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Could a native speaker weigh in on the following dictionary examples that use "en" for people?
>> Combien d’élèves y a-t-il dans ta classe ? – Il y en a trente. — How many pupils are there in your class? – There are 30.
>> Tous les invités ne sont pas arrivés, il en manque deux. — All the guests haven't arrived yet, two are missing.
“Elles ne l’ont pas fait exprès” does NOT follow the direct object rule, and the lesson states this clearly. Is this because this is a case of le/la referring to a concept, so it’s not a direct object? Could their be a sentence in which a direct object would be used, and therefore require agreement?
Could you say:
Il y a les chiens... to say there are dogs
and then say il y a des chiens... to say there are some dogs?
"Plus nous sommes généreux, plus les gens nous le rendront.
The more generous we are, the more people will give it back to us."
A better English translation would be:
The more generous we are, the more people will give back to us.
The "it" should be absent because we are speaking in general terms. The word "it" in English in this sentence implies a previously mentioned specific thing which is absent in this case.
As you don't have a skill relating to d'en, I'm linking this to the skill related to de phrases and en.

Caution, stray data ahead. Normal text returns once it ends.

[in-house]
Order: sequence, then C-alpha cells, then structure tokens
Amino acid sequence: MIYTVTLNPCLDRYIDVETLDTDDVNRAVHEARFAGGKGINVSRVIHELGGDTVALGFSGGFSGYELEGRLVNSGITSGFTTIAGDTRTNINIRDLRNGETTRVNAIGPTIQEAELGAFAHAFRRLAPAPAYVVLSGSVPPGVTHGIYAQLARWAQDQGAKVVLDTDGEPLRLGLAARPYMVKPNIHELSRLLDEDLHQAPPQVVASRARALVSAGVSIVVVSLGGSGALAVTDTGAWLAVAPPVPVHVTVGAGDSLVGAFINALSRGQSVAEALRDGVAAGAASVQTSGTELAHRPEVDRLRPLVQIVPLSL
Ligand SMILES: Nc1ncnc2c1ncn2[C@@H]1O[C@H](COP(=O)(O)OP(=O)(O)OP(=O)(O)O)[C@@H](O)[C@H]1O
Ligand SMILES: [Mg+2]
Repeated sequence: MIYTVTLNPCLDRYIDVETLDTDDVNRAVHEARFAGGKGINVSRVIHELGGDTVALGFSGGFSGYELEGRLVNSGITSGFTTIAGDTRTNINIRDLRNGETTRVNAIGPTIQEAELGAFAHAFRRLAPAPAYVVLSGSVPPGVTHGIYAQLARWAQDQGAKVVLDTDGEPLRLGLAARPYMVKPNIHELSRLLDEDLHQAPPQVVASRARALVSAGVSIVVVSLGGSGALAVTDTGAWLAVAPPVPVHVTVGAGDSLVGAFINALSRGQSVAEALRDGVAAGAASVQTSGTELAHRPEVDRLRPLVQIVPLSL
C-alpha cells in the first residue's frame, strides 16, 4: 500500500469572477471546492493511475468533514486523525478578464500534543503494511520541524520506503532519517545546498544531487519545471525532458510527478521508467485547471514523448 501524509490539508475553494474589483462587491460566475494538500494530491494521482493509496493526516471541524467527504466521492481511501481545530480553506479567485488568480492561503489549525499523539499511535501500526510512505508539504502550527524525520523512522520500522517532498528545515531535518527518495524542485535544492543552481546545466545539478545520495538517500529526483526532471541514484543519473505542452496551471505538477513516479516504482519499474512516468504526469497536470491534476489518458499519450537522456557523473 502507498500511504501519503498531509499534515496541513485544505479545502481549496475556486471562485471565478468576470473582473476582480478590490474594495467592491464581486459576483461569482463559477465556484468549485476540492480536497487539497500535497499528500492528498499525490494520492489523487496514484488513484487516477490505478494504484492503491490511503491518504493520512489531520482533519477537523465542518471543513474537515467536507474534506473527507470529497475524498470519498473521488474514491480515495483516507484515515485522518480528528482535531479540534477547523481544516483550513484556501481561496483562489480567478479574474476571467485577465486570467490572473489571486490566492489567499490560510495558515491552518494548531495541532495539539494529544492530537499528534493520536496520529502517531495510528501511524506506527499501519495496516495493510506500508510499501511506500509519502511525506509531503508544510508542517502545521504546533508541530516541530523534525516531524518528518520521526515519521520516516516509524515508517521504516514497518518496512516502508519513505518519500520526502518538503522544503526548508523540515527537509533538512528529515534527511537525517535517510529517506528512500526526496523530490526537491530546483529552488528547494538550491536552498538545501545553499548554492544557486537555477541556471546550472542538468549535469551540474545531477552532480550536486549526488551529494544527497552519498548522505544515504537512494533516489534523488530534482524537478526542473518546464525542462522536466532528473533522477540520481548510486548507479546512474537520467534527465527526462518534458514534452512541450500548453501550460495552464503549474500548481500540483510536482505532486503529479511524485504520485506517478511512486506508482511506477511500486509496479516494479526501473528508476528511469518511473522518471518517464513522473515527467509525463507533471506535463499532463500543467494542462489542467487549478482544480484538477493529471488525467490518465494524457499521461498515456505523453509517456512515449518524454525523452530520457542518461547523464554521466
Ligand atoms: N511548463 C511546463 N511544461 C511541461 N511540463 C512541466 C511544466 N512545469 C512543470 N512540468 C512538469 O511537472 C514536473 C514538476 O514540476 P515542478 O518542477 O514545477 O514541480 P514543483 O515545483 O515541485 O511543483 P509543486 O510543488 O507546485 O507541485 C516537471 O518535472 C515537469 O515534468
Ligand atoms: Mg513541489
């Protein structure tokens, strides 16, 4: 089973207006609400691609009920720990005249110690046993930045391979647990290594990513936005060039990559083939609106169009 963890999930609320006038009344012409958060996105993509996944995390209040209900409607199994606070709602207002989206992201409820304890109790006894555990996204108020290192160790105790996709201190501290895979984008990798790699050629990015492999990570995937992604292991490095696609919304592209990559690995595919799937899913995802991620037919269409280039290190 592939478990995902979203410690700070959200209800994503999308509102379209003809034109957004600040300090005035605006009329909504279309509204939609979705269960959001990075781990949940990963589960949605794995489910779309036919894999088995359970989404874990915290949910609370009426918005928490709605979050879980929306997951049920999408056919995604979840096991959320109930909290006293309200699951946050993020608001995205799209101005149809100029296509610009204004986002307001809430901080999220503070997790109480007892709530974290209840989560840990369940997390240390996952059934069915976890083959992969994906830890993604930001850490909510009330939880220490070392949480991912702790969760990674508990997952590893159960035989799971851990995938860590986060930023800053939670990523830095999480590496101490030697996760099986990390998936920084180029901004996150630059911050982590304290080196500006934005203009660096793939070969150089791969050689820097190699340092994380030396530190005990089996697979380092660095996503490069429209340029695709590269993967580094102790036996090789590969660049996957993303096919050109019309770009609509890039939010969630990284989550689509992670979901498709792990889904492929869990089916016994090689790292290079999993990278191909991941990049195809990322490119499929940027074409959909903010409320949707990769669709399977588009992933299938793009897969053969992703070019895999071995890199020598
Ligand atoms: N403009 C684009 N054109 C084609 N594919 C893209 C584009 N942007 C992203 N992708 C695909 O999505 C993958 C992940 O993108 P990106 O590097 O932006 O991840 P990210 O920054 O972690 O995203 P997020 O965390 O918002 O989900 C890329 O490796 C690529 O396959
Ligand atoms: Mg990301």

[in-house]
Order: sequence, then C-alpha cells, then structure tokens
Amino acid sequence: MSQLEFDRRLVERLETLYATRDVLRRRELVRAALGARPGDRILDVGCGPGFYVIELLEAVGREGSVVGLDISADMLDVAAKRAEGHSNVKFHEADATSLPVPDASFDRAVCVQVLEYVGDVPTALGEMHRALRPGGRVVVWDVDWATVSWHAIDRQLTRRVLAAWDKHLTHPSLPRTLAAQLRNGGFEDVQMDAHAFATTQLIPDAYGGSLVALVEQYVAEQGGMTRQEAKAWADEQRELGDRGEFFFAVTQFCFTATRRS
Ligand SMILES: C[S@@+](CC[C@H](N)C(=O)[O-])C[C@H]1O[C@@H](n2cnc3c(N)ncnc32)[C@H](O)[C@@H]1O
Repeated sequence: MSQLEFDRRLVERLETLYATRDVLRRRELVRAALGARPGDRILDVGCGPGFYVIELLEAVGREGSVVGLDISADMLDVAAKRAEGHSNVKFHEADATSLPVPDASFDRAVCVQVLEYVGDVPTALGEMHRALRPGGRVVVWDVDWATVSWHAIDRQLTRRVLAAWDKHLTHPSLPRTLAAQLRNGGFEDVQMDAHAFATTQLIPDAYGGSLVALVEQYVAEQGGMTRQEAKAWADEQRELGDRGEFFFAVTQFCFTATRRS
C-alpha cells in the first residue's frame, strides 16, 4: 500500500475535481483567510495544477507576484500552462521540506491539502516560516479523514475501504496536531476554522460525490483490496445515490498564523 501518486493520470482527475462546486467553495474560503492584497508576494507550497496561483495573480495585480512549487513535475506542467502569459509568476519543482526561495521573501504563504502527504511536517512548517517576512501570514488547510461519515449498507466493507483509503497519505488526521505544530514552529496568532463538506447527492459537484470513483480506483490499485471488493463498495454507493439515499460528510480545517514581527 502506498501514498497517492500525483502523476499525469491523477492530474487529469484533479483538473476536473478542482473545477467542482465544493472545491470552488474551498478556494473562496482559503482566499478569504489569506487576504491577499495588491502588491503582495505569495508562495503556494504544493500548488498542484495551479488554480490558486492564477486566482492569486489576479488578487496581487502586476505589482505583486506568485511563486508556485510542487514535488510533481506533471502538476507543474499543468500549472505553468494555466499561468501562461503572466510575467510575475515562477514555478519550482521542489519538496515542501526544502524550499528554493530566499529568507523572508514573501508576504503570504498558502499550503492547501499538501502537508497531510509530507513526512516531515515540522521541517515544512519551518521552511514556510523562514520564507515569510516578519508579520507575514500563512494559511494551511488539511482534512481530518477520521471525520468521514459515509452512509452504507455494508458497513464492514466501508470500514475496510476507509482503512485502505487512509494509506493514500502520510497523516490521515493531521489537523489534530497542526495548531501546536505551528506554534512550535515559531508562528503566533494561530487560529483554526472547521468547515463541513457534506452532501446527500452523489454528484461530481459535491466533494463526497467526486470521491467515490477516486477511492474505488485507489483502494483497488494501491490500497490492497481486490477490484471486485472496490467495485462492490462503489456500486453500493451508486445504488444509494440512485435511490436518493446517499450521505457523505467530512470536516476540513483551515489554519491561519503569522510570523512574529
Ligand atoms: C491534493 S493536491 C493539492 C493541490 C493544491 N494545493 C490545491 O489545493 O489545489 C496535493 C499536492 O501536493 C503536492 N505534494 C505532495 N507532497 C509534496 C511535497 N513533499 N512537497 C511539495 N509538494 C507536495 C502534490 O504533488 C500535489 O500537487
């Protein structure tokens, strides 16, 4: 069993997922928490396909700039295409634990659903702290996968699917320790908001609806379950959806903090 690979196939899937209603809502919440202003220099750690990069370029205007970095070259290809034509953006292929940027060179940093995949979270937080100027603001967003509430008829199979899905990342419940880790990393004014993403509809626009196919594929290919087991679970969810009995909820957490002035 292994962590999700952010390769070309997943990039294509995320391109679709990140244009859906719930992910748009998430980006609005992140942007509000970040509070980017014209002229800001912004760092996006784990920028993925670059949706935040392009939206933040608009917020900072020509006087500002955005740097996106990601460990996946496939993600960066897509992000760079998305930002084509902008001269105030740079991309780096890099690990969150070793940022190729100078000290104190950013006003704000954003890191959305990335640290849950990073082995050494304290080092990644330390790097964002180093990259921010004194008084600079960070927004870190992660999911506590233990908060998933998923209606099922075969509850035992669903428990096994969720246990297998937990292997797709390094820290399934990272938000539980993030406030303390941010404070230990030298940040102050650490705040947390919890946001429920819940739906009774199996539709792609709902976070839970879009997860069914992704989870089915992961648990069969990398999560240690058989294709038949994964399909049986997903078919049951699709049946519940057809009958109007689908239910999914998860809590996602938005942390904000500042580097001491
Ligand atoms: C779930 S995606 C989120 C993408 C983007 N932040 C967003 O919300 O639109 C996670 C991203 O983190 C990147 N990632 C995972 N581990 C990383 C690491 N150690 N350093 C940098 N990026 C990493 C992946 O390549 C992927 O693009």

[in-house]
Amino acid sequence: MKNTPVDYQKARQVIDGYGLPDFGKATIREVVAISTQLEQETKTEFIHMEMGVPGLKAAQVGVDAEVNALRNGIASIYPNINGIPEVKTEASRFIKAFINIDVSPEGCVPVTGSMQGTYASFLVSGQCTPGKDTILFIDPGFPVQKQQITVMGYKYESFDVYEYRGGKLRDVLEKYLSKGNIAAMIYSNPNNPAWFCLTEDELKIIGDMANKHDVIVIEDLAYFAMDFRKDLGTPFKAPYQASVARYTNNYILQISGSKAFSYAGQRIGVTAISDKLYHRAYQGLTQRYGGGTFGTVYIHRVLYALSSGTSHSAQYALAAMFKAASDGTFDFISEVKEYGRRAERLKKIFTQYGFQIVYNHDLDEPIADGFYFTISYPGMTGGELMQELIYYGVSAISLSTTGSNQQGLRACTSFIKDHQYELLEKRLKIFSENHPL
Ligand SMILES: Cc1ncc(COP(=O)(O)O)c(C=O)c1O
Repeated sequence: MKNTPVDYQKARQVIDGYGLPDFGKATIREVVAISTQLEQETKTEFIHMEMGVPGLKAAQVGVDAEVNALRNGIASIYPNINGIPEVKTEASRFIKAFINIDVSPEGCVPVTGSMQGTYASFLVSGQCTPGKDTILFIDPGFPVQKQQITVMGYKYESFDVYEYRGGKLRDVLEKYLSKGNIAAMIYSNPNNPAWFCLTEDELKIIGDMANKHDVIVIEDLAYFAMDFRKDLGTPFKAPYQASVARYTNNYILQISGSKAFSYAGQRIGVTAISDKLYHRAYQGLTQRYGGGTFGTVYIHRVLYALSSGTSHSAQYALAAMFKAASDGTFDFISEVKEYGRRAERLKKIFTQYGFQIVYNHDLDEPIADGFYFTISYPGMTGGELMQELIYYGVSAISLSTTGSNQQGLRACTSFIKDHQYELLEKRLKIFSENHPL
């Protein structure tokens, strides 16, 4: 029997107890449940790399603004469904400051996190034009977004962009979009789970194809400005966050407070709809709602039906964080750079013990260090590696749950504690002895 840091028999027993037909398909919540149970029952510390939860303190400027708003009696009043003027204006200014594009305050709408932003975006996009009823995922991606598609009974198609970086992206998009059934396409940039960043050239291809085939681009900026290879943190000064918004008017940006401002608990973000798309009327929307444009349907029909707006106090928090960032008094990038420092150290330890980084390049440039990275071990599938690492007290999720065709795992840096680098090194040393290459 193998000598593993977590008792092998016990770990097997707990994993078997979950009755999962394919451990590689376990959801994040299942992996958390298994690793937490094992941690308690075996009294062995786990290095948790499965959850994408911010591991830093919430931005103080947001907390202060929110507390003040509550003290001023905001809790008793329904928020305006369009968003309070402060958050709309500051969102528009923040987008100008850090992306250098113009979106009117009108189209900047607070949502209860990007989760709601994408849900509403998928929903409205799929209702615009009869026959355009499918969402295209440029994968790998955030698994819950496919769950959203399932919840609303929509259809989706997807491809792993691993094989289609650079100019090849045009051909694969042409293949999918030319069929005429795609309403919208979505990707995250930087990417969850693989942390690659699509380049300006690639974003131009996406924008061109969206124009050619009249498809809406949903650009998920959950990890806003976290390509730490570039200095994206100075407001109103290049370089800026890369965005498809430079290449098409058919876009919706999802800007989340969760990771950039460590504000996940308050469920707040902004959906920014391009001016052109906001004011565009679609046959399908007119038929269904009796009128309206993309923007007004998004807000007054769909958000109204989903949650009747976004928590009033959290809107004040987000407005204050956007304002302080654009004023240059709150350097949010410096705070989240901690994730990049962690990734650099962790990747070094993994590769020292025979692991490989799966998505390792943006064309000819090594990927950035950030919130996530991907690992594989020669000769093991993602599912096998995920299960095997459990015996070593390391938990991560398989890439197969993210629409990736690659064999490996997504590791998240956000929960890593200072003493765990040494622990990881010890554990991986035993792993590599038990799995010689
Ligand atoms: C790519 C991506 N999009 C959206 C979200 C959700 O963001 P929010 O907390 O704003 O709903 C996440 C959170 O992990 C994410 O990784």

I'm guessing that d'en, as I keep hearing it, replaces "des/de + noun" (though I'm still somewhat confused about it). But it is really necessary to use d'en? Couldn't you just use le/la/les (or in some cases, ça/cela). As in "J'aurais mieux fait d'en prendre." could I just say "J'aurais mieux fait les prendre"?? If d'en is required, how do I know when I need to use it as opposed to le/la/les (apart from 'fixed' expressions like "d'en haut")?
Please let me now what does SE SONT RAPPORTE' means in this contextIls sont d’accord sur l’achat et sur la vente, mais ils se sont rapportés du prix à un tel.
What is the difference between "es" and "as"?
I think it must be "le meme" because echarpe is masculine?
Shouldn’t it be
On est parti tôt??
I think I'm a bit confused when to use "voir" and "regarder". Also, would it be wrong to say "elle s'assoit toujour près de la fenêtre"?